How the hell did we get here?

Jakarta, Translation, and the Heterotopics of a Traffic Jam

Sometimes translation becomes a matter of calling something what you want, rather than what it is. Lacking a coherence or a way to make the unfamiliar familiar, rather than define things as they are, the tendency is to come up with things as they could or may be. In the absence of direct translation, what becomes of the role of language in getting a message across.

If you grew up with Sky Cable in the 90’s, you’d probably remember when MTV was (deliberately or otherwise) a platform for regional sound. There was a time when the VJs, being from different parts of Southeast Asia and converging onscreen, peppered their introductions with the vernacular of the different points they were calling from. Without fully understanding what they were saying, it was still easy to spot how and where languages intersect. Kind of like how it would be for an American to listen to Taglish (*mlamlamlamla–Denny’s—plupluplu–okay, good* and so on); certain words in Bahasa Indonesia call out at you, like “mahal” or “kanan”, showing how even bastards carry similar traits. Isn’t that what Southeast Asia is though, a nation of Asia’s bastards? Moreover, MTV wasn’t just a means of finding common ground. The words we heard through music were not a confirmation that Jakarta is closer than it actually is, but that it is as close as it actually is.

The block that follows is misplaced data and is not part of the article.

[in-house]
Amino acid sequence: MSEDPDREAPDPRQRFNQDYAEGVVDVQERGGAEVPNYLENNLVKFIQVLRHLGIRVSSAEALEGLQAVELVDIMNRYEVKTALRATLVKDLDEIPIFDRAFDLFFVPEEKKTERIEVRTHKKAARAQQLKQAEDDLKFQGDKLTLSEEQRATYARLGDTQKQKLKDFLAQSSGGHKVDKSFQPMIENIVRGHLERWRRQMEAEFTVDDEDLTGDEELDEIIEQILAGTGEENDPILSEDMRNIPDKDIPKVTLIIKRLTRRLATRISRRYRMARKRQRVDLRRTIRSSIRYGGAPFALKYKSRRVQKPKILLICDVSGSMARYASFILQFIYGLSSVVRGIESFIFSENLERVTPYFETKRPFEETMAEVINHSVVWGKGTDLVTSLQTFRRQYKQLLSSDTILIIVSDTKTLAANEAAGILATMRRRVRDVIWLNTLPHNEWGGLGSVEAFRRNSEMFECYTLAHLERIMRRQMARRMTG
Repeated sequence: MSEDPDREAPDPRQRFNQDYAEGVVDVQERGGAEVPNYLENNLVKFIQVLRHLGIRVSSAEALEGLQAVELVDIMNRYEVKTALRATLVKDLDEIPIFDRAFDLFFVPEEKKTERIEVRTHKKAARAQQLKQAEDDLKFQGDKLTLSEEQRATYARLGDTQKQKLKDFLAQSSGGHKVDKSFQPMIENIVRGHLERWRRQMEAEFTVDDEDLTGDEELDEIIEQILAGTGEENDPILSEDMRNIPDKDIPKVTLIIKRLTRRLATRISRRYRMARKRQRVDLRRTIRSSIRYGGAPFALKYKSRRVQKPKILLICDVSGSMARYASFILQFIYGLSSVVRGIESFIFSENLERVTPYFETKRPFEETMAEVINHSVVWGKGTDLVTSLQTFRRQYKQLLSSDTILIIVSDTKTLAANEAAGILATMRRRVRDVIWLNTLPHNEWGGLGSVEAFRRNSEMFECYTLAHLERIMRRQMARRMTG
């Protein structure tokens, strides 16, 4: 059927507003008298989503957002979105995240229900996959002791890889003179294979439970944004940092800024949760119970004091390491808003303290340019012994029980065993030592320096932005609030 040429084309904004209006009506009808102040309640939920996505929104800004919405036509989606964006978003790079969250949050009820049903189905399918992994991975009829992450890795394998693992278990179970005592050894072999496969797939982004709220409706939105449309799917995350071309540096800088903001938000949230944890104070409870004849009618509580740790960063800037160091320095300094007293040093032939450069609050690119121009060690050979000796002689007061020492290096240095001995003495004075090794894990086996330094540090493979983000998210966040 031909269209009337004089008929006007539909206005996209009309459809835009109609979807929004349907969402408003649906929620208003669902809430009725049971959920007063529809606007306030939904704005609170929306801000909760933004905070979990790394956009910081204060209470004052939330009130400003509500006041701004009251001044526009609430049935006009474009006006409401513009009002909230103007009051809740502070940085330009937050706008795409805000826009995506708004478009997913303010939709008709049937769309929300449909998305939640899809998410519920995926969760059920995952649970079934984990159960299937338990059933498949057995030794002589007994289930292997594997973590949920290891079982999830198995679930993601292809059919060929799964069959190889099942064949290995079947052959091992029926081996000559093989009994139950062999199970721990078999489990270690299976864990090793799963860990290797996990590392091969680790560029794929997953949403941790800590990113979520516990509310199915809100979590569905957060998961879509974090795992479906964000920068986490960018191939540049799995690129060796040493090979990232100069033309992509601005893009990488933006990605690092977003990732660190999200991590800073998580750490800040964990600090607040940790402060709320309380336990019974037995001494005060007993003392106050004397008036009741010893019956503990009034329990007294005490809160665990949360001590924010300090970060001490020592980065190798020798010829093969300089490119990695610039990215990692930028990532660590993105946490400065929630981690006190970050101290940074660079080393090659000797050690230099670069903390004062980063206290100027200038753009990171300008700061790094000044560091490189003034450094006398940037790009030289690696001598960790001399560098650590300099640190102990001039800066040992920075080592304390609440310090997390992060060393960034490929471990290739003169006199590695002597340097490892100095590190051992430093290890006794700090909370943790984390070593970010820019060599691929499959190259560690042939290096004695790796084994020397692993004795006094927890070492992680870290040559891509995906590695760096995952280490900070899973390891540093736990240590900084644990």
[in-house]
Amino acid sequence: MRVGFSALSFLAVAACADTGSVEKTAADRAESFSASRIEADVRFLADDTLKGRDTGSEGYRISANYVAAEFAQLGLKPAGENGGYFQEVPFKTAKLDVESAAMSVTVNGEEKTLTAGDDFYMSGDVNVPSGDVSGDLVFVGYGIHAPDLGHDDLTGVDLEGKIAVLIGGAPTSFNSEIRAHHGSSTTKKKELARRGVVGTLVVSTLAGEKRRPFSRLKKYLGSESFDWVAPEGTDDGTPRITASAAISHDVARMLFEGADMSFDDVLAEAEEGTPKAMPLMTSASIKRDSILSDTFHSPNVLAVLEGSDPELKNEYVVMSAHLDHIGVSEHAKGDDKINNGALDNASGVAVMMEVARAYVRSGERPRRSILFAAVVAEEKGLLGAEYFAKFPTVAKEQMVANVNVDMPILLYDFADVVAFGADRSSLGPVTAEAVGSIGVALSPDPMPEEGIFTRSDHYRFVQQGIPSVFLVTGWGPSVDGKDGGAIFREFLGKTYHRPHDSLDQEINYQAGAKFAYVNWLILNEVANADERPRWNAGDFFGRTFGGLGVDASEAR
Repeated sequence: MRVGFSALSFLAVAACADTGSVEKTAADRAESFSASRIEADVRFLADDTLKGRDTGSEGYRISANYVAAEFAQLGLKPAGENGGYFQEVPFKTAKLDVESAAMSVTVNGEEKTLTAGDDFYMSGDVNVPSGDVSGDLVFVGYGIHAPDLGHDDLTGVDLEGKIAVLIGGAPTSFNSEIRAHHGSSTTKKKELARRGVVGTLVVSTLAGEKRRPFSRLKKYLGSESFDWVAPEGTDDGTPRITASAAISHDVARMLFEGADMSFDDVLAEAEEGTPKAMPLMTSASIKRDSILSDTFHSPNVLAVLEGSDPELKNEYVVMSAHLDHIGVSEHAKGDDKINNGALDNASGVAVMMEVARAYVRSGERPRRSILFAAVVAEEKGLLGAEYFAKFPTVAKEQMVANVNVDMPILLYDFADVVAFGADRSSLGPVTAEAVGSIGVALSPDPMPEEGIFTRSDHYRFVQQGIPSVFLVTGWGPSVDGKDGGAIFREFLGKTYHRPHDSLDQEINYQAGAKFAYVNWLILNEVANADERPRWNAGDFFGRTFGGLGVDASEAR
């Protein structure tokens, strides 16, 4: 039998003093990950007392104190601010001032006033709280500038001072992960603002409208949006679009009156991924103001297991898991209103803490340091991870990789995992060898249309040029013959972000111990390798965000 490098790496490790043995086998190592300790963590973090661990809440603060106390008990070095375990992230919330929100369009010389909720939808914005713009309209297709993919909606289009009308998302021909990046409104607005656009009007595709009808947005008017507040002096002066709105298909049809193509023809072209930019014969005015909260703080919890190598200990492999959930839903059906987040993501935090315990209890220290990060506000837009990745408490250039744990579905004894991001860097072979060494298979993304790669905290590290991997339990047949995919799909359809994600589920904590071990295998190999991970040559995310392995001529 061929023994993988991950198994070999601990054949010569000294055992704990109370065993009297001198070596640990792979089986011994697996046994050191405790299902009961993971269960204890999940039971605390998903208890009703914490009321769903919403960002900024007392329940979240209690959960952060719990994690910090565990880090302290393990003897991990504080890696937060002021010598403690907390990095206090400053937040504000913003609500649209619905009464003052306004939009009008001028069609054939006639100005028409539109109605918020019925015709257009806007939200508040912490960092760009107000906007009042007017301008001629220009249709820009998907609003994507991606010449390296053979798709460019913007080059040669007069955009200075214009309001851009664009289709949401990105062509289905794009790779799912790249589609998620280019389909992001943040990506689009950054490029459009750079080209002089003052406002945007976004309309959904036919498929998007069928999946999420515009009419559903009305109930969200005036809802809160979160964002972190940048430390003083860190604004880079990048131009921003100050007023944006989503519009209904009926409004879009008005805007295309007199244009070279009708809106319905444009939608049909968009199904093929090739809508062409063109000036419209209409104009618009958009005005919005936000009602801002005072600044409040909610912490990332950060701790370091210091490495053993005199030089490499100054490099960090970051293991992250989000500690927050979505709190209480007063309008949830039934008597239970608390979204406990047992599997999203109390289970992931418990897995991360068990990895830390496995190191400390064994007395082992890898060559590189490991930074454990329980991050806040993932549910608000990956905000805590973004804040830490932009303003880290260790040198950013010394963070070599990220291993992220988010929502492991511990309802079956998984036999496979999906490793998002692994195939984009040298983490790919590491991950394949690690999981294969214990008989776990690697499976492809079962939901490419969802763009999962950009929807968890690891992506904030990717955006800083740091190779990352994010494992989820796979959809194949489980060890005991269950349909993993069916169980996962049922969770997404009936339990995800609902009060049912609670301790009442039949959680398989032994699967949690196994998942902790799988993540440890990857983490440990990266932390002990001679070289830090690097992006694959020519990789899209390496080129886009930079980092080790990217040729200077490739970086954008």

While the tendency of transnational media outlets is to assert that borders are only as porous as they are made out to be, there is still the undeniable fact that even transnational media is a politicized entity. Media can dislocate or relocate the consumer, it can deterritorialize the message, but travel can still confirm its subjectivity, showing how the collective imagination of a space can never outweigh the actual experience of it. Looking at where the Philippines and Indonesia fall within this system gives you an idea of how deeply divided or how wide the cultural and ideological rifts between the two actually are–despite the geographical proximity of the two.

Coming together at gigs or through emailed mp3s and tape trading (which they still do here) shows how music is another language altogether, and it’s the common ground of “hating” on Jakarta that allows me to escape from having to explain the cheesy, precious truth that “I’m just here to check out your local music scene, people.”